I hadn’t thought about sanctions on Russia affecting neighbouring countries, but undoubtedly they will.

I’ve visited Kazakhstan several times in the years 1998-2011, to Almaty (a fine city), Atyrau, Uralsk and Aksai (not so fine).

Last edited 3 months ago by Brendan O'Leary
R Wright
R Wright
3 months ago

“Our President has steered Kazakhstan firmly into Vladimir Putin’s sphere of influence, so that the government’s fate has become intimately bound up with his.”
Well that was stupid wasn’t it? Perhaps the Kazakhs should try to get rid of him?

Brian Villanueva
Brian Villanueva
3 months ago

Our President has steered Kazakhstan firmly into Vladimir Putin’s sphere of influence, so that the government’s fate has become intimately bound up with his.”

As much as I feel for the author’s homeland, isn’t this exactly what is intended by sanctions? Sanctions divide the world: if you want our business, you must be “with us” and ostracize “them”.

I think we could all use some clarity and acknowledge more grey areas in this particular case. Is firing Russian composers and musicians who won’t denounce their own country really fair? EA Sports pulls all the Russian teams out of FIFA Soccer video game? Really? Even virtual Russians are evil! But alas, we’re in a mob, and mobs don’t think.

Terence Fitch
Terence Fitch
3 months ago

Snot fair. Boo hoo. They all want Western culture but hate us? Time for historical reparations to the West- the net, penicillin, tarmac, motor cars, chemical industry, most modern art etc etc. Pay us trillions. No? Ok stop wearing Western clothes, eschew consumer goods. IKEA just pulled out. If you live in some crumbling unpainted crappy 1960s vast block,like huge numbers of Russians still do, IKEA brought a little bit of a nicer life. Gone- and Putin, who loathes ordinary Russians who like anything Western (except for himself with his German Yacht and Italian luxury goods) doesn’t give a damn. Still, the Orthodox philosophy is that suffering is necessary for salvation. Maybe they like suffering?

Ian Stewart
Ian Stewart
3 months ago

Tough luck. Should have taken the opportunity to wrestle free of Russia while you had it – if you’d embraced China, a ‘slightly’ less oppressive entity, they’d now be looking after you.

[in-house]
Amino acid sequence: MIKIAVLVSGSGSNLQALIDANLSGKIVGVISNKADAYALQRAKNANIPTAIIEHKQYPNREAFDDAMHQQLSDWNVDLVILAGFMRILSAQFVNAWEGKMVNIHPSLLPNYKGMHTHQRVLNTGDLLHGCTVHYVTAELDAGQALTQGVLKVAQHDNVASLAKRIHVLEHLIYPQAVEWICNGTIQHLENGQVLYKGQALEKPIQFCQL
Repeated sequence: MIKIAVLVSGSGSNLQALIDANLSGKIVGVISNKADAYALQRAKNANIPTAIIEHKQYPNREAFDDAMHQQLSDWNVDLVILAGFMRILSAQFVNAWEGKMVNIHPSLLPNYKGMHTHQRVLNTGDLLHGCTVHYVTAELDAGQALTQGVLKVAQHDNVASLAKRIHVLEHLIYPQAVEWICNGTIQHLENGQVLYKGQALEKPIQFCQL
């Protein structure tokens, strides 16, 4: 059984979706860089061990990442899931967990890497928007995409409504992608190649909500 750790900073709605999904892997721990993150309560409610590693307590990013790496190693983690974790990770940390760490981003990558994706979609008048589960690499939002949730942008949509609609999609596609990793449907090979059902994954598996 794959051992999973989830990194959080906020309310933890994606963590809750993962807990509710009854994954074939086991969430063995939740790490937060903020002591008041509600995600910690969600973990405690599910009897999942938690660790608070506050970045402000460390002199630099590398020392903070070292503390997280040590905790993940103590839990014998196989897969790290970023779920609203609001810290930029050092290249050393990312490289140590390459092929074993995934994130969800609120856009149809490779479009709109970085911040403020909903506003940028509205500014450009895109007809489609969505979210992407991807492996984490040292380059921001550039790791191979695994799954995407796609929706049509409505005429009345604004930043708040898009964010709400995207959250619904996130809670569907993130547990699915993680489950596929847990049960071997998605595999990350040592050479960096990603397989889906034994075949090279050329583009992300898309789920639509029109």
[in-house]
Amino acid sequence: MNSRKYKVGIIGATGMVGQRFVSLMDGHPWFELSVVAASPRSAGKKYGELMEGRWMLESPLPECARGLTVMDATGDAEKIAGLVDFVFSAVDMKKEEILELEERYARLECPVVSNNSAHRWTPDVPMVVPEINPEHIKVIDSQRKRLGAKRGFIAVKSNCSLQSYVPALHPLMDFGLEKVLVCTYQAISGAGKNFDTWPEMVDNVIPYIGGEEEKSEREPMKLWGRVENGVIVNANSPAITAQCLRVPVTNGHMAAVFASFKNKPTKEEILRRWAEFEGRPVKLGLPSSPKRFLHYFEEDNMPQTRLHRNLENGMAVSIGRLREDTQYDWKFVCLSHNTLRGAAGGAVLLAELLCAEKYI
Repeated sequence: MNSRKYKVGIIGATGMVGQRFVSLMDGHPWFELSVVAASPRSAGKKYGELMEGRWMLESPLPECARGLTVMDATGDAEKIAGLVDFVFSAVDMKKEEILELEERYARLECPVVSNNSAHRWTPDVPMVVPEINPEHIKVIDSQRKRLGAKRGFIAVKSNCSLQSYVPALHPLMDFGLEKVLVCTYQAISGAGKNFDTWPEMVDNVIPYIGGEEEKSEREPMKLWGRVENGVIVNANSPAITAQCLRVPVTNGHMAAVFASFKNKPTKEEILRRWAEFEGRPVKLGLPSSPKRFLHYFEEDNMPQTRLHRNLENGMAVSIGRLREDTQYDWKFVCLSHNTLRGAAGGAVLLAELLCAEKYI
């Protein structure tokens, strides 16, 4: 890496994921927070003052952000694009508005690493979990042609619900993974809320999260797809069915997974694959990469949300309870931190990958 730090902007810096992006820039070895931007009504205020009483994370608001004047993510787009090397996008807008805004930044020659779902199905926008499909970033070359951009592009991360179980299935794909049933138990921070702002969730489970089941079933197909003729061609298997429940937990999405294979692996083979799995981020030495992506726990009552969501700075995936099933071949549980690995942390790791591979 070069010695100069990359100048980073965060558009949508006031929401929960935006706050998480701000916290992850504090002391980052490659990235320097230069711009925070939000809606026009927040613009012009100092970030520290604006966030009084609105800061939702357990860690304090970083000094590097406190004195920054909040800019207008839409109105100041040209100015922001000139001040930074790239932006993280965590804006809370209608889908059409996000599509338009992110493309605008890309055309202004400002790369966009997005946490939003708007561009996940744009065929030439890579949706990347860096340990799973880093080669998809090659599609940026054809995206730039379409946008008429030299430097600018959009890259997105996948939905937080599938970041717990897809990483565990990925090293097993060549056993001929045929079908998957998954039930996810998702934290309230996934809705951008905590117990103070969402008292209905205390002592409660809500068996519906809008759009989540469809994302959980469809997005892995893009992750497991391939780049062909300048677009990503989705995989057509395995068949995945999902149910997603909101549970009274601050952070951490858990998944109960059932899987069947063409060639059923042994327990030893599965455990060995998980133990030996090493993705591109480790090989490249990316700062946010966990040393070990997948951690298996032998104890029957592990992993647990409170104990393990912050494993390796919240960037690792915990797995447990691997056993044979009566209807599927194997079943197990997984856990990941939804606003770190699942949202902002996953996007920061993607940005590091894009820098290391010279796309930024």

Neven Curlin
Neven Curlin
3 months ago

Cosy up to NATO, get foreign intelligence services to invest billions in ultranationalist propaganda, and then taunt and threaten Russia, while oppressing their minority for 10+ years. See where that gets you.

Billy Bob
Billy Bob
3 months ago
Reply to  Neven Curlin

Do you not think those Baltic states have been proven right in their desperation to join NATOs defence pact, after seeing Russias actions in Georgia, Crimea and the rest of Ukraine?

Riccardo Tomlinson
Riccardo Tomlinson
3 months ago
Reply to  Neven Curlin

Yes the moral of the story is: be a big aggressive country, threaten your neighbours, and cry foul when they show any sign of wanting any control at all over their own destinies. Cool story bro…

Brendan O'Leary
Brendan O'Leary
3 months ago
Reply to  Neven Curlin

Do you mean the Russian-speaking minority that the president of Ukraine belongs to?

Aleksandra Kovacevic
Aleksandra Kovacevic
3 months ago
Reply to  Neven Curlin

Don’t forget to conduct joint military exercises with NATO 60 miles from the Russian border and put it on facebook! (And it would be helpful if your ‘president’ was actually an actor, able to convincingly read scripts that the US give him).

Ian Stewart
Ian Stewart
3 months ago

Wonderful justification for the slaughter of civilians.